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Let’s Count All The Ways Steve Mnuchin’s Secret Fed Policy Straw Poll With Bond Dealers Is Absurd

"Ok you guys, show of hands"...

"Ok you guys, show of hands"...
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3 comments on “Let’s Count All The Ways Steve Mnuchin’s Secret Fed Policy Straw Poll With Bond Dealers Is Absurd

  1. Harvey Darrow Cotton

    With a Fed funds rate of an eye watering 2.25% and a Federal Reserve Credit at only $4 trillion, I honestly don’t know how the markets can cope…

  2. The question of faster balance sheet run-off or more rate hikes is a legitimate one because the choices will create a different outcome than the path currently being taken. And the reason this is the case is the $1.7T in Excess Reserves that still remain in the US Federal Reserve Banking system. Since the Fed began drawing down the balance sheet, these reserves have been converting at a better than 1:1 pace into the new Treasury supply being created. Accelerating the balance sheet draw down will probably be no problem as supply of Treasuries seems to still underwhelm latent demand for risk-free assets in the system. The concocted interest rate level (concocted because it is not market determined due to the level of excess reserves in the system, but rater just set and maintained by the FMOC thru the repo market), on the other hand, is a real cost to the economy which is slowing down demand in this credit feed economic monstrosity that was created over the last 10 years (worldwide).

    The Treasury market is already pricing in an interest rate hike pause or cessation in 2019. However,as you note, market supply of Treasuries will continue to increase. A faster Fed balance sheet draw down at this point in time, rather than higher rates, should result in curve steepening as the market will demand a higher price to hold duration as rate hikes pause but supply becomes even greater. There is plenty of room on the long end for rates to push upward and normalize. And, since the Trump Treasury is doing the majority of its current funding of the economic plan on the short end of the curve (even added a 2 Month T-Bill), the market has a much better chance of returning to historic norm levels without an immediate economic recession. On the current path, however, higher short-term rates in the near-term as the long end stays anchored is a recipe for economic disaster triggered by an ill advised Fed rate over-hike path once again – 2000 and 2007,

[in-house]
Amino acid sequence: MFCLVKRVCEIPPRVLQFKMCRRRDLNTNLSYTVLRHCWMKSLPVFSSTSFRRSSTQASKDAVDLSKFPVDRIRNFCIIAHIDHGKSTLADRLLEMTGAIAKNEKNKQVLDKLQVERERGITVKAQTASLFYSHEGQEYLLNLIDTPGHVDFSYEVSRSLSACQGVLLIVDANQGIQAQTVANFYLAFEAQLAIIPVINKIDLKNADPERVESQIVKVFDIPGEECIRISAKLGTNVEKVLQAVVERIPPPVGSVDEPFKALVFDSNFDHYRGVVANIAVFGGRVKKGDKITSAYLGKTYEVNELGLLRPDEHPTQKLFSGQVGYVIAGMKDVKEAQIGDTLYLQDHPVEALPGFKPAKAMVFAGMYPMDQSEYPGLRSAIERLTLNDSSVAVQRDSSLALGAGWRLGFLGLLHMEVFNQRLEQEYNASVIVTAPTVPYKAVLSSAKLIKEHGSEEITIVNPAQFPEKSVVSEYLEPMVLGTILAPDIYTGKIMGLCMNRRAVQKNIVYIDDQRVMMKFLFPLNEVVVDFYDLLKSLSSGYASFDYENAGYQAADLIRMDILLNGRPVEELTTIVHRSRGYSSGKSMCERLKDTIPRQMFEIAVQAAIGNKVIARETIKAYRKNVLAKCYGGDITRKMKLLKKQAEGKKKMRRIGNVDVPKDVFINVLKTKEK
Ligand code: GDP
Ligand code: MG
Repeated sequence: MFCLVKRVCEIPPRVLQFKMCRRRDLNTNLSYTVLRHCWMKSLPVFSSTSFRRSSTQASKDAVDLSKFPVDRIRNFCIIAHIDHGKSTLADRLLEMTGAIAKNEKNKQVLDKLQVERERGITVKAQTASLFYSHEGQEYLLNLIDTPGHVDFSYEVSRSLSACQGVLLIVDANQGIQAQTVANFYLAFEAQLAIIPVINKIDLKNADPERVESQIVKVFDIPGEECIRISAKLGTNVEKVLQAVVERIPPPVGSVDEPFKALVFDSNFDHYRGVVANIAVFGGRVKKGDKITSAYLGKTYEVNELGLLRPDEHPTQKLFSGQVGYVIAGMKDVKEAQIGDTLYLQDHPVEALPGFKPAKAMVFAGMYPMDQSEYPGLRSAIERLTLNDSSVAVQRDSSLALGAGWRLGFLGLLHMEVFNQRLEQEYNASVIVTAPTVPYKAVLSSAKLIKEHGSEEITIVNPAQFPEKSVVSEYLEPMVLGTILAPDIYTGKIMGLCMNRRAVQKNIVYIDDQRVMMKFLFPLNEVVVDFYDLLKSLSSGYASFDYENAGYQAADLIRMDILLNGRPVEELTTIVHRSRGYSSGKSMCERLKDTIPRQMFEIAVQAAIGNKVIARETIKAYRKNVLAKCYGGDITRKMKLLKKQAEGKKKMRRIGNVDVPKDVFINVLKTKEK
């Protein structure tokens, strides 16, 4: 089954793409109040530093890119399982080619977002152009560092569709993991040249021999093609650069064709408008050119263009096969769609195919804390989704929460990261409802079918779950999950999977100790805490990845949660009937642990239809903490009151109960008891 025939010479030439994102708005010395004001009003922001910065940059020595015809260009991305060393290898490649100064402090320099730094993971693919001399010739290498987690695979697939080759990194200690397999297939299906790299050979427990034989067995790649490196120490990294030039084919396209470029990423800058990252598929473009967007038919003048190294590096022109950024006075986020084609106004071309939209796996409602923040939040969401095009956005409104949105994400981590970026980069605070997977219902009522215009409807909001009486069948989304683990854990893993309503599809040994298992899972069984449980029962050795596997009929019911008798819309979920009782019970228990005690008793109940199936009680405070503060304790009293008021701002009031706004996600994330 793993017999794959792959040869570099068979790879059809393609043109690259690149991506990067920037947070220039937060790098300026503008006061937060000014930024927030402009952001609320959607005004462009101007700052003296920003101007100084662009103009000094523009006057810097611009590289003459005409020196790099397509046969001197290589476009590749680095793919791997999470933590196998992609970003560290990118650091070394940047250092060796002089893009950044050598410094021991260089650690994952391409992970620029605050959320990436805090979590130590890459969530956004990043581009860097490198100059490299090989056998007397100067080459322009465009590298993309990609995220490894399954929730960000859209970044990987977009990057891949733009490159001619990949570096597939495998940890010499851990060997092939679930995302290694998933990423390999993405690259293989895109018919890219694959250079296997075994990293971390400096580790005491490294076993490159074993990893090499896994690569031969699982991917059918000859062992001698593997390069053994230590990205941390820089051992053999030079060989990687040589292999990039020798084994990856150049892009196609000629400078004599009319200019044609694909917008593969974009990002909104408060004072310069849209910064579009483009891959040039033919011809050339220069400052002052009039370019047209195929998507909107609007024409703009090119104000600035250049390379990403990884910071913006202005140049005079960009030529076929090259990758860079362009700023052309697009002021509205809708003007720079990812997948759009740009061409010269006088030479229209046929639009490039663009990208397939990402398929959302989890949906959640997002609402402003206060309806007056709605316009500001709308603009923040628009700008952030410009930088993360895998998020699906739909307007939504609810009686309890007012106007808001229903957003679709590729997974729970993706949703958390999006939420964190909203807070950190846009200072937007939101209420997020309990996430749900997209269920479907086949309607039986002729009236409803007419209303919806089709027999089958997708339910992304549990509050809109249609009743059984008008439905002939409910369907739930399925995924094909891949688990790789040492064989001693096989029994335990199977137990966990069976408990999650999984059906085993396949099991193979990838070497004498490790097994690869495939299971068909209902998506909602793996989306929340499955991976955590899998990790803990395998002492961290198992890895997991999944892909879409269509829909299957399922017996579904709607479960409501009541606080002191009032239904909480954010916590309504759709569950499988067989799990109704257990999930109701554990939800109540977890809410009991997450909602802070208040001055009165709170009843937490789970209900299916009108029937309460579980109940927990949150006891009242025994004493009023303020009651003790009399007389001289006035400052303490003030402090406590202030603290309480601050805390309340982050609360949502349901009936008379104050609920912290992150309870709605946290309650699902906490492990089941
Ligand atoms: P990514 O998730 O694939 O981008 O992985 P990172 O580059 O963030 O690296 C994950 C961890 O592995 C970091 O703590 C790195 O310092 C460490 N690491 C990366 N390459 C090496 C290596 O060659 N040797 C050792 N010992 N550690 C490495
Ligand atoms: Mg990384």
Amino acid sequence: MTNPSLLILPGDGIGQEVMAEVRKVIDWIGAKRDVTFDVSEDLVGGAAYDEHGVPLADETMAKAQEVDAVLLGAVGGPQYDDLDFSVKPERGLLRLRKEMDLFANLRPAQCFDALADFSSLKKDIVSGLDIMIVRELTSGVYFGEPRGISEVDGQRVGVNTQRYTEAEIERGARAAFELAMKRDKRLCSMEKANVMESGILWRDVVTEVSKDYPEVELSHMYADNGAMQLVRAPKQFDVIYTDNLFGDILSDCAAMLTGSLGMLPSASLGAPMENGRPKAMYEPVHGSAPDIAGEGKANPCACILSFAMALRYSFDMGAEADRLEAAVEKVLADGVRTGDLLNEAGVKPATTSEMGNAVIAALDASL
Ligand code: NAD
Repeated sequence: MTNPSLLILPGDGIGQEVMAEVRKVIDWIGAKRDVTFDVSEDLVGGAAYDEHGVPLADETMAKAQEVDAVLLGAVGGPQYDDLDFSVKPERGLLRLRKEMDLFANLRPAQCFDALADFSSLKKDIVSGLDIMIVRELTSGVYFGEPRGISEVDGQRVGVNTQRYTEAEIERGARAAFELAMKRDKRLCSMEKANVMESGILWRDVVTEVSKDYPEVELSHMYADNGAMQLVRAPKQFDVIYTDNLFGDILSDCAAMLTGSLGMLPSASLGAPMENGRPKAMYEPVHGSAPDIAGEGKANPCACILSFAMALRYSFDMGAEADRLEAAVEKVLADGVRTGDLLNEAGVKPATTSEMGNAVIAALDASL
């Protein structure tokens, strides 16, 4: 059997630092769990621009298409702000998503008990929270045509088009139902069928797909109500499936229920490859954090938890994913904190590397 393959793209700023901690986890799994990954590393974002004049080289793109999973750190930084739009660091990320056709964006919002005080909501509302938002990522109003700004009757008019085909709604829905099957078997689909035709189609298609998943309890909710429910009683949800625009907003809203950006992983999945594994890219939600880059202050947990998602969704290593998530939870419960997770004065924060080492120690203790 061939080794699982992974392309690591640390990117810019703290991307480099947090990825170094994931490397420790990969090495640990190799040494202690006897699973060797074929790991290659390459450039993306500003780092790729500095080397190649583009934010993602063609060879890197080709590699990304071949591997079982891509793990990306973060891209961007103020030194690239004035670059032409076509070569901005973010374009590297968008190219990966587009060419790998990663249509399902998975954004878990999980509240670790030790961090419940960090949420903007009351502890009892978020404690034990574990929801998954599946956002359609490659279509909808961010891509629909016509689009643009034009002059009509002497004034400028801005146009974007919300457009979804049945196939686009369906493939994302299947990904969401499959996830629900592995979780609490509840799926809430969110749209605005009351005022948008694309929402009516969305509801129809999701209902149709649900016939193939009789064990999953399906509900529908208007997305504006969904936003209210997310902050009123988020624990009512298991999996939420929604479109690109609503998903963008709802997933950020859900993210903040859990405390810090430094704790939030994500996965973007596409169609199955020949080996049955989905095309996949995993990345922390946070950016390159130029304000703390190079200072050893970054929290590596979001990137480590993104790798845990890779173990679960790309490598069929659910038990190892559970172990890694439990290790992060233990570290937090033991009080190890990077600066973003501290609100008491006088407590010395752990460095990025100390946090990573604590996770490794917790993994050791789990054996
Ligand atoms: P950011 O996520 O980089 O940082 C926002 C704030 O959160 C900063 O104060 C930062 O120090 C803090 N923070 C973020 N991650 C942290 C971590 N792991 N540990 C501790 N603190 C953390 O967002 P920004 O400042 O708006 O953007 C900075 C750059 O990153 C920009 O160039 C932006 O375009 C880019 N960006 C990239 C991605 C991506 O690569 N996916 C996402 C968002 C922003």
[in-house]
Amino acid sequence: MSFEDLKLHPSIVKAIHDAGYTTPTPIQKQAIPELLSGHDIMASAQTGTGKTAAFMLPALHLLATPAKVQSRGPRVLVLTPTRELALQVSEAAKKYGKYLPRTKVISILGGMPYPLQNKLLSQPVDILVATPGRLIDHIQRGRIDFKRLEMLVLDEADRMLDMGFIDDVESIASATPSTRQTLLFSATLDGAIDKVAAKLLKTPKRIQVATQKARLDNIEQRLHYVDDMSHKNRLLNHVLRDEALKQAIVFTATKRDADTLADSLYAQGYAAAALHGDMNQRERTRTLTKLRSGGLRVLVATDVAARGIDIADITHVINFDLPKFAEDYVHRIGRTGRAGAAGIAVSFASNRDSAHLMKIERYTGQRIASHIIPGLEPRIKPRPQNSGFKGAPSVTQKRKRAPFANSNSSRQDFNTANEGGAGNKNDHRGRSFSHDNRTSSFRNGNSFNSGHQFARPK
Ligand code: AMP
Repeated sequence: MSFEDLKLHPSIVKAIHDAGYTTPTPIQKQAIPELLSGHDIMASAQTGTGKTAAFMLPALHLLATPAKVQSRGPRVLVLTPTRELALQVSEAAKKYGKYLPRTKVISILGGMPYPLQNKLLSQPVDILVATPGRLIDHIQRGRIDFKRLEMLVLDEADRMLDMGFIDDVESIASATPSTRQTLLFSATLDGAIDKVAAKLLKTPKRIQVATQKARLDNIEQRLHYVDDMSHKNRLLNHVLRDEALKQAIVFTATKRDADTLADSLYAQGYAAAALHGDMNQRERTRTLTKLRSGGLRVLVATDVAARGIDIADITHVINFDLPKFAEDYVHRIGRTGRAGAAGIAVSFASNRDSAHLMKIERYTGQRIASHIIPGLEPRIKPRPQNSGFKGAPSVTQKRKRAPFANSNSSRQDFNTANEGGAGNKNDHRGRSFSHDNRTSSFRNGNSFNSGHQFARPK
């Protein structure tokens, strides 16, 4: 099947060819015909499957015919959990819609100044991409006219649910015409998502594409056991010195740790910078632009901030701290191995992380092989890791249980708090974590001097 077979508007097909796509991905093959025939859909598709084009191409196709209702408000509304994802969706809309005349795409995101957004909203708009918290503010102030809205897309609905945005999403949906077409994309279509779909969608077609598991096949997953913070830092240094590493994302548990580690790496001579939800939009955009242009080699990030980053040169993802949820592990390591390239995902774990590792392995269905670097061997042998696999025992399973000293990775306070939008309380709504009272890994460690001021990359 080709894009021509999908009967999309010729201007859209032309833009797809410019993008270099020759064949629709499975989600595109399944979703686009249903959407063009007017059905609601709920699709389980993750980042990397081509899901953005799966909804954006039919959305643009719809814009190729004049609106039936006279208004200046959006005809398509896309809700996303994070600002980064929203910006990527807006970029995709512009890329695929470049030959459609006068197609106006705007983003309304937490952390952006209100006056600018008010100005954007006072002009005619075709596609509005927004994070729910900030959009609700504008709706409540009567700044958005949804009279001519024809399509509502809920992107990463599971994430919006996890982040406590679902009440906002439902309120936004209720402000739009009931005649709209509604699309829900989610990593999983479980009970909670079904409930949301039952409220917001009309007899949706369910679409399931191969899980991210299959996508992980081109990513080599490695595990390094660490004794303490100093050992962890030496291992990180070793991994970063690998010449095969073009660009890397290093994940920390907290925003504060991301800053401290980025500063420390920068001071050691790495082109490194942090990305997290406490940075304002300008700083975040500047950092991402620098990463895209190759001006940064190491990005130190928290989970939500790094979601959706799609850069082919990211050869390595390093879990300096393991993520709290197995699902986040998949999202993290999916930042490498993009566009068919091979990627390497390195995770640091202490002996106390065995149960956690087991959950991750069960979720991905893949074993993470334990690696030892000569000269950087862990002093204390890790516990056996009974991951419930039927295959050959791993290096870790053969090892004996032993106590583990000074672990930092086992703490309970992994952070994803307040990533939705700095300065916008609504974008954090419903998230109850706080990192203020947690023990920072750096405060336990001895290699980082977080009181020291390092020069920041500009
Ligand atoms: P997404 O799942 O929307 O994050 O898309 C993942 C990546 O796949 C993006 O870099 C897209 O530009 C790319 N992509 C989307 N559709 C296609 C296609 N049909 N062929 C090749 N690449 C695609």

A higher long end of the curve will of course have to be digested by the stock market. This will not be without valuation pain. However, the market is currently priced far too high relative to US GDP when compared to historical averages; and the reason for this is that long-term rates are held artificially low by FED, ECB and BOJ policies since 2014. These policies are in the process of reversing, so stocks are going to re-price along with the long end of the curve regardless of the Fed path. Fair value of the S&P500 today is 1800 at a 4% 10 Year and 20T GDP, not 2641 which is the implied bottom being defended today. There is bandwidth in the Federal Reserve system to make a better choice for the US economy at this point in time while meaning the system off the extreme policies of the past 10 years; the Fed rate hike plus balance sheet tightening at the current projected pace is likely to be one that keeps long-term Treasury rates low, but also kills the economy (and blows out corporate credit spreads) over the next year resulting in a 1200 or even lower print on the S&P within the next 2 years. Choose your poison when it comes to equities, but the path is currently lower, not higher based purely on the changes which will be implemented in the world banking system over the next 2 years..

  3. Can you explain the problem you see with the first chart in more detail? Given that IOER is supposed to be a floor for EFFR, I don’t see why the chart is alarming.

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